Brands are choosing digital printing to disrupt packaging graphics consistency and to respond to the growing consumer interest in customization and acknowledgment of their unique personalities. There are many examples, especially in food and drink categories, with brands customizing packaging to allow them to target specific demographic groups.
In beauty and personal care, consumers are responding positively to the ability to customize beauty products that fit their unique needs, but this often relates to product formulation, not packaging.
For example, according to Mintel's Anti-Aging Skincare U.S. 2014 report, 76% of U.S. anti-aging skin care product users are interested in products designed specifically for their life stage. Similarly 39% of U.S. nail product users aged 18-24 would like the ability to customize their nail polish color.
Brands that choose to respond to these consumers’ needs do not currently add packaging customization to the offer. For example, Ioma Ma Crème offers more than 40,257 possible formulas to adapt to specific skin types, but uses the same package design for all of the thousands of formulations.
Beauty brands are certainly striving to offer consumers one-of-a kind products by producing limited editions, but do not always leverage digital printing to create these.
One of the rare examples, Japonesque, used a hand injected gel technique, making each package unique for its color cosmetics range. L'Oréal used digitally printed shrink sleeves for its limited edition kids’ shampoos some years ago, but there have not been many other uses of digital technologies in beauty categories.
Yet among many other beauty and personal care ranges, there is a noticeable consistency in packaging design and graphics. Since many beauty products are based on a regimen that needs to be followed, coordinated consistency in packaging creates more memorable brand presence on shelf. Unlike many food brands that can introduce a unique flavor for one or two products or put a customized label on their one most popular product, beauty products are usually launched as part of a wider offer that creates a beauty range that fits all steps of the regimen.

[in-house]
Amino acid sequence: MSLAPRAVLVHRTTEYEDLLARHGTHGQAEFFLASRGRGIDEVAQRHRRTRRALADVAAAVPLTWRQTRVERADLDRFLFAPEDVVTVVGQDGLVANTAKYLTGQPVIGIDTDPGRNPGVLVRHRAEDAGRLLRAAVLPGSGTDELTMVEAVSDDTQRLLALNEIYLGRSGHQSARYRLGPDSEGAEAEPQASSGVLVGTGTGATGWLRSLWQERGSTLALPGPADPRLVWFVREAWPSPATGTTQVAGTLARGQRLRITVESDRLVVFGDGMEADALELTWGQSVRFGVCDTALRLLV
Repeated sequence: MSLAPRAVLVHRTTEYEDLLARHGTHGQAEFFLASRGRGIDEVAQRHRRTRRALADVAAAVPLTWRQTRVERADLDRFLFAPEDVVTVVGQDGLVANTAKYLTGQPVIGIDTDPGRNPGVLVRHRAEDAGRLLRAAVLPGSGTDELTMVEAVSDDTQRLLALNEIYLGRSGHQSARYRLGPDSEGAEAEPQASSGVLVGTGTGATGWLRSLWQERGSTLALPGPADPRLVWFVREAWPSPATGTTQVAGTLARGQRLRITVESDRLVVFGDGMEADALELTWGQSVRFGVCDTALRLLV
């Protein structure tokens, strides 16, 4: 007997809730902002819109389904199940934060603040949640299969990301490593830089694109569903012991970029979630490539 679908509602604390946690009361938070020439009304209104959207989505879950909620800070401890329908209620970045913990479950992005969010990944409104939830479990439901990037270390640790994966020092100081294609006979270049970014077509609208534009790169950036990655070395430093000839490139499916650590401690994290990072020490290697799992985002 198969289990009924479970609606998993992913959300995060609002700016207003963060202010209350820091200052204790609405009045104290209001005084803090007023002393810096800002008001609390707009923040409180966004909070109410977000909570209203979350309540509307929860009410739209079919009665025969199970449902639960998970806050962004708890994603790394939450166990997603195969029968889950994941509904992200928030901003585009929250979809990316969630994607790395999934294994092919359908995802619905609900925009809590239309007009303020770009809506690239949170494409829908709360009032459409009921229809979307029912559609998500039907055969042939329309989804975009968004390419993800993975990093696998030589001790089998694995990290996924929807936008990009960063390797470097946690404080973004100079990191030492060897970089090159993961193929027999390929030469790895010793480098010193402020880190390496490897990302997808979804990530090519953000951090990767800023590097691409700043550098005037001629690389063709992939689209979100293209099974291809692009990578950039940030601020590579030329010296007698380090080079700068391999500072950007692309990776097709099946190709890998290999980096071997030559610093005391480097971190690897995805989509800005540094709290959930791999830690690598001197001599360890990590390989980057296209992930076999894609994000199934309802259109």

This does not mean that digital printing will be completely ignored by beauty brands and will cause disruption rather than solution in the category. Beyond the ability to customize packs, there are many other benefits of using digital printing.
To assist new product development and increase speed to market, brands can use digital technologies to print the minimum volume for the new product launch and replenish later for specific SKUs.
Digital printing can help test new products on the market without printing large quantities of packaging. Indeed, we are seeing packaging players in the beauty industry invest in digital printing to boost flexibility, production capacity and to reduce lead times.
The connection between digital printing and customization might have put some of the other benefits in the background, pushing the boundaries of how personalized packaging should really be.
Beauty and personal care brands do not have to create packaging to address consumers’ needs for personalization as product formulation is already offering this. Perhaps digital printing used in these categories can find different positioning such as being more environmentally friendly.
According to HP Indigo Labels and Packaging, digital printing can make an impact in brands’ sustainability initiatives. For example, to print an average five-color label, a conventional flexo printing press may use about 900 to 1000 feet of substrate to get the five inks in registration and target the color. With HP Indigo digital press, it would take about 30 feet.
That is a waste stream reduction that can have a big impact on sustainability. In addition to that, with digital printing allowing smaller runs, companies can benefit from packaging waste reduction of unused labels when using conventional printing.